Alexandria church bomb: Egypt Coptic pope urges calm

Pope Shenouda at a news conference in Cairo, 2 Jan Pope Shenouda of Egypt leads the Middle East's largest Christian minority

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The head of Egypt's Coptic Church has appealed for calm as protesters clashed with police for a third day after a New Year's Day blast killed 23 churchgoers.

Pope Shenouda III also called on Egypt's government to address Christian concerns about discrimination.

Late on Monday, protesters again clashed with riot police in Cairo, demanding protection and justice.

Security has been increased at churches across Egypt, as Copts prepare to celebrate Orthodox Christmas on Friday.

The unrest came as investigators searched for those responsible for Saturday's church bombing in Alexandria.

The death toll has now risen by two to 23, Egypt's official news agency Mena said on Tuesday.

Anger in the streets

On Monday protesters in Cairo's northern Shubra neighbourhood threw rocks at police who tried to block a march by thousands of Copts.

At the scene

Inside the al-Qiddissin church, they are still sweeping up the glass from dozens of windows shattered by Saturday's blast.

There has been sporadic violence between Egypt's Muslims and Christians before, but nothing ever on the scale of Saturday's attack.

The bomb was packed with nuts and bolts, and bits of metal, to cause maximum damage. Whoever planted it appears intent on inflaming hatred between Egypt's 8 million Christians and more than 70 million Muslims.

With the Coptic Christmas just a few days away, the fear among Egypt's Christians is that the bombers - whether foreign or home-grown - may be preparing to strike again.

Two officers and 12 policemen were wounded in the clash, along with at least 10 protesters, reports said.

"I call on our sons for calm, as calm can solve all issues," Pope Shenouda said in a television interview.

"The slogans used by some have transgressed all values and manners... and some have tried to use violence, while violence is absolutely not our method."

Monday's unrest came a day after 45 policemen were wounded in a clash with Coptic protesters outside St Mark's Cathedral in Cairo, where the Coptic leader has his headquarters.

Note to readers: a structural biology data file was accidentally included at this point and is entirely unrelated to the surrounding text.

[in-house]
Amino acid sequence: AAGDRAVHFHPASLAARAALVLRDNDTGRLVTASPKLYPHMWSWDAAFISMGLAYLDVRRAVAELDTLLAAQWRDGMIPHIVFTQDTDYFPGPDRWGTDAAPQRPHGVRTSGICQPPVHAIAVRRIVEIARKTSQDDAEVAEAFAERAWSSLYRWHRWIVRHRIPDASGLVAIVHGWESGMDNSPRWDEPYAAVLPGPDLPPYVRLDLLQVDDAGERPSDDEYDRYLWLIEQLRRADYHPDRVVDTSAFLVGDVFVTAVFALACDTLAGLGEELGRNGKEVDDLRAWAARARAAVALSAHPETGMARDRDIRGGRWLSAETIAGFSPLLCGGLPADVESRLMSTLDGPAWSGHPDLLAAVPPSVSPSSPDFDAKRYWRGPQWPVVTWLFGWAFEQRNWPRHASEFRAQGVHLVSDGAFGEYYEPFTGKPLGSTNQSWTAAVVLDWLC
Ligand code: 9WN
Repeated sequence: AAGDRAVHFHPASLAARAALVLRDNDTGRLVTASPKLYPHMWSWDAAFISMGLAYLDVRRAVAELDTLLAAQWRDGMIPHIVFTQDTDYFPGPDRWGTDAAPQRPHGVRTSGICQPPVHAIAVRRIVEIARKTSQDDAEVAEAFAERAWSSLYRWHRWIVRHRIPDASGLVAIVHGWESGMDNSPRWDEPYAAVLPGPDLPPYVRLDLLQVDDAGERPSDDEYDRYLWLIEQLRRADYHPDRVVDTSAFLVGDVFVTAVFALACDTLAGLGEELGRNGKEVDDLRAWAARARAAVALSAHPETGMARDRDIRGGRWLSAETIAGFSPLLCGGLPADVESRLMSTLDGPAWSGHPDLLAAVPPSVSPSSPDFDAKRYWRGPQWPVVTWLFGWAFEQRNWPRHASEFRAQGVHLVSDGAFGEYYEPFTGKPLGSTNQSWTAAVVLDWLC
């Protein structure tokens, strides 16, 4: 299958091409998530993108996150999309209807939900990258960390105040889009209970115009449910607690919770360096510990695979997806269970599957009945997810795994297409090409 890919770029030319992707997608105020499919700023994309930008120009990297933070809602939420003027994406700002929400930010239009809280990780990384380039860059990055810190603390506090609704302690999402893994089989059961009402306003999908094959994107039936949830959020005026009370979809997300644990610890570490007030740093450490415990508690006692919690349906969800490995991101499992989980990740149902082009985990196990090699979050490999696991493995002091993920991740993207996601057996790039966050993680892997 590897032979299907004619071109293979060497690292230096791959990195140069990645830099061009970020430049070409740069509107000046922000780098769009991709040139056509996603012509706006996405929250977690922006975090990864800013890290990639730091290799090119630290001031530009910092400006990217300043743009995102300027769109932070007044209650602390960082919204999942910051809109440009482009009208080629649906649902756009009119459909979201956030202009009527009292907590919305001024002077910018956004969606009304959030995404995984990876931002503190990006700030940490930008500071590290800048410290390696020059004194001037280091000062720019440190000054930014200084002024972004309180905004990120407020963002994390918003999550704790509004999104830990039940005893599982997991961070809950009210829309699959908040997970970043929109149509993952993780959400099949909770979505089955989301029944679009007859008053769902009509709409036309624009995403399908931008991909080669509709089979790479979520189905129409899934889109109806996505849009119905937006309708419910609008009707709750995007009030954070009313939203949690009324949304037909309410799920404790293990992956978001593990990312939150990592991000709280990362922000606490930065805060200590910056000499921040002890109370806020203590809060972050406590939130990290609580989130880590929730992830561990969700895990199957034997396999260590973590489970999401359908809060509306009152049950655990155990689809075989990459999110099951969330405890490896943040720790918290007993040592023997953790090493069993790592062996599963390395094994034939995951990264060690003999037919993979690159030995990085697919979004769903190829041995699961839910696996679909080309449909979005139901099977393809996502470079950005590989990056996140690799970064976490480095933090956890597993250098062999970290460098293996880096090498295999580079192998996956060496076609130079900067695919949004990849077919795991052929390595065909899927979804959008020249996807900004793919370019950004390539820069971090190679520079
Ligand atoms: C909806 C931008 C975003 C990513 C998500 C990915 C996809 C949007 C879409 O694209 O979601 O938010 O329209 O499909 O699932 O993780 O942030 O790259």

Copts, who make up about 10% of Egypt's population, complain of discrimination, such as the legal requirement for them to obtain presidential permission to build churches.

In the interview, Pope Shenouda said the state must address Coptic complaints.

"There are laws that are painful to some, and despite our commitment to the laws, the pain is still there, and this needs to be addressed," he said.

'Never bow'

As protesters chanted "We will not be afraid" and "With soul and blood we will redeem the cross", another demonstrator, Rowany Salah, said the Christians would resist all attempts to intimidate them.

Protest in Shubra, Cairo, on 3 January There have been three days of protests condemning the New Year attack

"We will never break and we will never bow... There will be nothing and nobody that can shake us or our beliefs".

Another protester, Hani Rashed, told Reuters news agency that all Christians now felt oppressed.

"The current situation is very critical because it's driving all of Egypt into a volcano," he said.

"This is our country just as much as it is [the Muslims]. We have a presence in the country, and we have to be considered, but we are completely placed on the sidelines," he added.

The attack in Alexandria was carried out by an apparent suicide bomber who targeted worshippers were leaving al-Qiddissin (The Saints) church after midnight Mass.

It was the worst attack on Christians in Egypt in more than a decade. No group has claimed it, but security officials say they are focusing on home-grown Islamic extremists - perhaps inspired by al-Qaeda.

Reports say there have been further threats against churches made on Islamist websites.

Police in France, Germany, Austria and Britain say they are increasing security measures.

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